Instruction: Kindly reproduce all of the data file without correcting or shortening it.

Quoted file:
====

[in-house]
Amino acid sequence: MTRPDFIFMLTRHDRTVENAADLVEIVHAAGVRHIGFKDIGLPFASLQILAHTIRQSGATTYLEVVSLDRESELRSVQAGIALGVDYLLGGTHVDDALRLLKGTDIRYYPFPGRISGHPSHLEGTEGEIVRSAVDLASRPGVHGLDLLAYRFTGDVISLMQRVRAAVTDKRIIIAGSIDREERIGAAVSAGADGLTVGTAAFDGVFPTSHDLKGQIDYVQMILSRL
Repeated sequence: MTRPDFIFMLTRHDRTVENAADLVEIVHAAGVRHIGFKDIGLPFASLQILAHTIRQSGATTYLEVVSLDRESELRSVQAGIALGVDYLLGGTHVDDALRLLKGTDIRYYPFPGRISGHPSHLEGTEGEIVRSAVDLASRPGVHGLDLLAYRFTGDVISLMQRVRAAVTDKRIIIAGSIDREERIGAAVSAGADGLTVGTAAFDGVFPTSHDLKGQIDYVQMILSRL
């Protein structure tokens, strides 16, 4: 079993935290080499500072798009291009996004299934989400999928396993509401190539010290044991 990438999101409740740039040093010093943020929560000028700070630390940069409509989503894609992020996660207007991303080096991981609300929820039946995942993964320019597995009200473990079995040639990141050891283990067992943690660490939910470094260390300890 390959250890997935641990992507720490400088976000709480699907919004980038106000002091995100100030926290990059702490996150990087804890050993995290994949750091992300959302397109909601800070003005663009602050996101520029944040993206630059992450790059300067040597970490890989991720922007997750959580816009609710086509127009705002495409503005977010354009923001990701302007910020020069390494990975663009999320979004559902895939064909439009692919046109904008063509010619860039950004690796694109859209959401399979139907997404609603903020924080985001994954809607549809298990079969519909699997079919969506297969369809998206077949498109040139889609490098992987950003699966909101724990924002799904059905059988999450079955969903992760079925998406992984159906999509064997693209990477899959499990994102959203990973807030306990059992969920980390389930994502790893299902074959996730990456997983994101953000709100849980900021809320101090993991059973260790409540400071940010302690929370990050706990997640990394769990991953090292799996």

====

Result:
[in-house]
Amino acid sequence: MTRPDFIFMLTRHDRTVENAADLVEIVHAAGVRHIGFKDIGLPFASLQILAHTIRQSGATTYLEVVSLDRESELRSVQAGIALGVDYLLGGTHVDDALRLLKGTDIRYYPFPGRISGHPSHLEGTEGEIVRSAVDLASRPGVHGLDLLAYRFTGDVISLMQRVRAAVTDKRIIIAGSIDREERIGAAVSAGADGLTVGTAAFDGVFPTSHDLKGQIDYVQMILSRL
Repeated sequence: MTRPDFIFMLTRHDRTVENAADLVEIVHAAGVRHIGFKDIGLPFASLQILAHTIRQSGATTYLEVVSLDRESELRSVQAGIALGVDYLLGGTHVDDALRLLKGTDIRYYPFPGRISGHPSHLEGTEGEIVRSAVDLASRPGVHGLDLLAYRFTGDVISLMQRVRAAVTDKRIIIAGSIDREERIGAAVSAGADGLTVGTAAFDGVFPTSHDLKGQIDYVQMILSRL
């Protein structure tokens, strides 16, 4: 079993935290080499500072798009291009996004299934989400999928396993509401190539010290044991 990438999101409740740039040093010093943020929560000028700070630390940069409509989503894609992020996660207007991303080096991981609300929820039946995942993964320019597995009200473990079995040639990141050891283990067992943690660490939910470094260390300890 390959250890997935641990992507720490400088976000709480699907919004980038106000002091995100100030926290990059702490996150990087804890050993995290994949750091992300959302397109909601800070003005663009602050996101520029944040993206630059992450790059300067040597970490890989991720922007997750959580816009609710086509127009705002495409503005977010354009923001990701302007910020020069390494990975663009999320979004559902895939064909439009692919046109904008063509010619860039950004690796694109859209959401399979139907997404609603903020924080985001994954809607549809298990079969519909699997079919969506297969369809998206077949498109040139889609490098992987950003699966909101724990924002799904059905059988999450079955969903992760079925998406992984159906999509064997693209990477899959499990994102959203990973807030306990059992969920980390389930994502790893299902074959996730990456997983994101953000709100849980900021809320101090993991059973260790409540400071940010302690929370990050706990997640990394769990991953090292799996």